I wrote for the Atlantic online as a freelancer regularly back when James Bennet was editor. It was a very visible gig, though the pay wasn’t great. It ended when I wrote a couple of articles for non-Atlantic venues engaging with and criticizing other pieces published at the magazine. The Atlantic then, and still, publishes articles about the need for free speech and a wide variety of views in the public sphere. But the enthusiasm for a diversity of voices didn't extend to freelance grunts disputing in public the ideas of more illustrious bylines. The opinions of important people are important; everyone else should fall respectfully silent.
Bennet is exercising that same philosophy at his new opinion page editor job at The New York Times. Last week was a particularly bad one for him. His assistant editor hire Bari Weiss posted a tweet that said that California-born Olympic skater Mari Nagasu was an immigrant. Despite the Times’ restrictive social media policy, she was angry, prompting a slack chat by many NYT staffers that was leaked. Then Bennet announced the hire of tech writer Quinn Norton; he had to fire her five hours later when people on Twitter quickly uncovered evidence she was friends with a Nazi and had repeatedly used homophobic slurs online.
In response, Bennet wrote a 1,500-word memo to staff in which he apologized, and said he was putting procedures in place to make sure that the paper was never again embarrassed in this manner. Joking. He didn't do anything of the kind. He didn't even mention that the Norton hire had happened, and certainly didn't apologize for it. Instead, he reaffirmed his commitment to free speech and diverse viewpoints—unless those diverse viewpoints came from staff and were critical of his management style and editorial choices. He gushed grandiloquent praise for the principle of heterogeneous opinions and made a quick detour into self-pity ("It's particularly hard now because, even as we keep getting attacked form the right, left-wing sites are insistently telling the same story—that we've added conservative voices in a rightward frogmarch—while ignoring inconvenient realities like the powerful new voices from the left that have joined our ranks.") Then, at the conclusion of his earnest brief for free speech, he tells his employees to muzzle themselves.
"I'd like to close with an ask of you: Criticize our work privately to each other as you see fit. Please also let me or our other Opinion colleagues know when you think we have, indeed, put a foot over the line. But please also understand that our folks are acting in good faith. Whether you disagree with some of our many viewpoint or not—surely you will—please understand that your colleagues in Opinion are committed to ideals that matter, to fair play, tolerance, pluralism, the free exchange of ideas and intellectual challenge."
This is phrased as an appeal to Times staff to express their opinions, but it's the opposite. Bennet is telling people not to criticize the paper in public. And he's also carefully delineating the bounds of speech that they’re allowed to express even in private. Staff members have to presume that their colleagues are committed to "fair play, tolerance, pluralism"—even though Ross Douthat, for example, just wrote a column calling for the banning of porn. How is "ban porn" an opinion supporting tolerance or pluralism? Perhaps you could argue that it is—but it’s reasonable to argue that it isn't, too. But Bennet—the boss—is telling staffers they have to assume Douthat is on the side of tolerance in internal discussions, and they shouldn't criticize him in public. When your boss says he has "an ask of you" it's not an ask; it's a command. And if you violate that ask, you're likely to get the boot, as many can testify. Including me.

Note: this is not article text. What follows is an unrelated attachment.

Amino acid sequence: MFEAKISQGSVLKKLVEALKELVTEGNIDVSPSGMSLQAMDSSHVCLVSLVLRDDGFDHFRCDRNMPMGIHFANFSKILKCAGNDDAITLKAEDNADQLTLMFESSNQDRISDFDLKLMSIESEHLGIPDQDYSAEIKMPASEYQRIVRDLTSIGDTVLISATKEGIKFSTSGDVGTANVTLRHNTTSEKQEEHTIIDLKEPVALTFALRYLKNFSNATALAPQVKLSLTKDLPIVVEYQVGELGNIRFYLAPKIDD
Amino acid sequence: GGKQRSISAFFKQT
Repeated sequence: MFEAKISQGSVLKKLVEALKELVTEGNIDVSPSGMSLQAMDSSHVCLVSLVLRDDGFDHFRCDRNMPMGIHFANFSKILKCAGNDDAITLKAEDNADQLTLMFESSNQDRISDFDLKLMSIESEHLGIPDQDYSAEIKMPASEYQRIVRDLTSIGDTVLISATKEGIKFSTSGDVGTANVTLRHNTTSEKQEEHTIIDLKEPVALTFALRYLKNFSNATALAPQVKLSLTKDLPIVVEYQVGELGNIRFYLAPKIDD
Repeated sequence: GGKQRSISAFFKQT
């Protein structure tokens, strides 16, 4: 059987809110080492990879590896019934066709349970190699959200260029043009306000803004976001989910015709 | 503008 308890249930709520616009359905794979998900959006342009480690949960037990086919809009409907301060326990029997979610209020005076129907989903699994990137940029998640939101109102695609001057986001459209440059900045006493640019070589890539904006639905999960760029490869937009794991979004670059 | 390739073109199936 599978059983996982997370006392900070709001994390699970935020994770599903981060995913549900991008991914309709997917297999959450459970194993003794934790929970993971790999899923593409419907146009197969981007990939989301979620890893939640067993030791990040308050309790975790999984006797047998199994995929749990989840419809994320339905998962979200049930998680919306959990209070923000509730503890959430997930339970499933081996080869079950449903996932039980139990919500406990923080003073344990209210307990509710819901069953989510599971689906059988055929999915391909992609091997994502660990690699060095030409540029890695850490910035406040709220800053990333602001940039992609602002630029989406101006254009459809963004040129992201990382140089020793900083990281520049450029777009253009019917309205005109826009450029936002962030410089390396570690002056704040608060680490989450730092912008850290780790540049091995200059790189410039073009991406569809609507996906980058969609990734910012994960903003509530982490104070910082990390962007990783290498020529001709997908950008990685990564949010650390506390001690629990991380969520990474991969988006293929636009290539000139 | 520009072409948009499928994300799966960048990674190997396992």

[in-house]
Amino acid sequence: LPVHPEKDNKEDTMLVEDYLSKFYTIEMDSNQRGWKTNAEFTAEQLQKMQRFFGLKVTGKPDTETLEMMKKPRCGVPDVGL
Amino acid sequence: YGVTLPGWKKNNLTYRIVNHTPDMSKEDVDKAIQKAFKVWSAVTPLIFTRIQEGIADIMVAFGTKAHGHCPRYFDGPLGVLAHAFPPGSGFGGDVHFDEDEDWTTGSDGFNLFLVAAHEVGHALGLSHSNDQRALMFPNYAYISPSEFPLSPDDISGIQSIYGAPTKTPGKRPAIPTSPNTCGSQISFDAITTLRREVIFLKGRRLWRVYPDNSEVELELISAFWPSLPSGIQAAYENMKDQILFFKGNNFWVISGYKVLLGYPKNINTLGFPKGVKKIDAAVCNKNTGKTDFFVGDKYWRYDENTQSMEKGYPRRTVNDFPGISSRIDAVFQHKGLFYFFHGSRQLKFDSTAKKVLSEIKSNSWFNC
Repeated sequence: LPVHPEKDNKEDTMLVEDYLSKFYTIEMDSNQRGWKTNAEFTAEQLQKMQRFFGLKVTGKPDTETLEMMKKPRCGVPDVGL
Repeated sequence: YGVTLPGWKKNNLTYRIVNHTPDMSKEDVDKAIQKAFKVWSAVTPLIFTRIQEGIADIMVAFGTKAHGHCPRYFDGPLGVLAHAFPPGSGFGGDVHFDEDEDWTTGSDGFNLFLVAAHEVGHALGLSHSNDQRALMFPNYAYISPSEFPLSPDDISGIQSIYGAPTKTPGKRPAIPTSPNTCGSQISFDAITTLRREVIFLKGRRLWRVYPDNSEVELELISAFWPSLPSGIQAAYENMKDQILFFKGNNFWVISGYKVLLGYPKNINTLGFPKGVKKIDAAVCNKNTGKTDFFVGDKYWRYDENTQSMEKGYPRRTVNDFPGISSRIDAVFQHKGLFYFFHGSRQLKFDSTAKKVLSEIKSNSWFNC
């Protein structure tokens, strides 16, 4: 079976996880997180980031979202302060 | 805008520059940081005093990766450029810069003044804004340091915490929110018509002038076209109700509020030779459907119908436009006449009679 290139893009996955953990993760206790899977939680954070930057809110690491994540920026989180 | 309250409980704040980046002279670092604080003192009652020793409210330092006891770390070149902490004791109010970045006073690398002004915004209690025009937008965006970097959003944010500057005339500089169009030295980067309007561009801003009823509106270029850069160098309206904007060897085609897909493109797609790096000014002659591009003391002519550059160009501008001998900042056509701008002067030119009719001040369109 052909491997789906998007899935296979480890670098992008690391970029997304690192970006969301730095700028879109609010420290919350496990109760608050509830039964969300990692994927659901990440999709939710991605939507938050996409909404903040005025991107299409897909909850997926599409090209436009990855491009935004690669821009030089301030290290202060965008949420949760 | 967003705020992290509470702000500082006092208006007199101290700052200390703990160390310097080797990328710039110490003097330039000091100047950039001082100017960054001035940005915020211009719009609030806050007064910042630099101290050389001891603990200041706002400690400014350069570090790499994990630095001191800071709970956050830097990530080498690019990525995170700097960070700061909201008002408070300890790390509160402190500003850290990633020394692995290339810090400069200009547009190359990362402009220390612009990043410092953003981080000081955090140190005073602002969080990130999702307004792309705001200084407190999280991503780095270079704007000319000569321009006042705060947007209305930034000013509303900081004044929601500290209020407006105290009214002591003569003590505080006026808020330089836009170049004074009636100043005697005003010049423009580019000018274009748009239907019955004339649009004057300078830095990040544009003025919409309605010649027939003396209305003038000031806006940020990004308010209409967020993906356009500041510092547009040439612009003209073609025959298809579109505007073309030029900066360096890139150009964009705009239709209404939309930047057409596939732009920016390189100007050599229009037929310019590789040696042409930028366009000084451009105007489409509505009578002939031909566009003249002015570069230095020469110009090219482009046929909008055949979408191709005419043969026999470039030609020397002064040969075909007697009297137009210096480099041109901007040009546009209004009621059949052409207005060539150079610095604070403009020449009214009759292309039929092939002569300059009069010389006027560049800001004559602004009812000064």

Bennet's hypocrisy is based on a basic, common misunderstanding about what kind of speech is threatened and why. Bennet believes that he’s fighting for free speech by bravely printing conservative columnists as well as left-wing columnists in the Times. But the truth is that speech isn't primarily policed on the basis of opinion. It's policed on the basis of identity and power.
If you’re Bret Stephens, an affluent white guy with relatives working at the Times, you can spout climate change denial and other nonsense, and editors will nod sagely and pat themselves on the back for being tolerant. If you're a POC working further down the food chain at the Times, you're not supposed to voice any dissent at all when Bari Weiss makes a stupid tweet implying that Asians aren't Americans.
The Times has more regular top line op-ed columnists named "David" than women of color. Bennet's high-profile new hires have both been white (Stephens and Weiss). Charles Blow remains the one regular black op-ed columnist. As I look at the op-ed columnist page now, in fact, there’s not a single female bylined piece among the 10 most recent articles written from the 15th to the 17th of February.
Diversity on the op-ed page for Bennet means men, white people and rich people and especially rich white men who debate hot button issues like, "Should we ban porn?" "Should racists have a seat at the table in immigration debate?" and "Is accusing Woody Allen of child abuse as bad as abusing children?" Everybody else is supposed to shut up.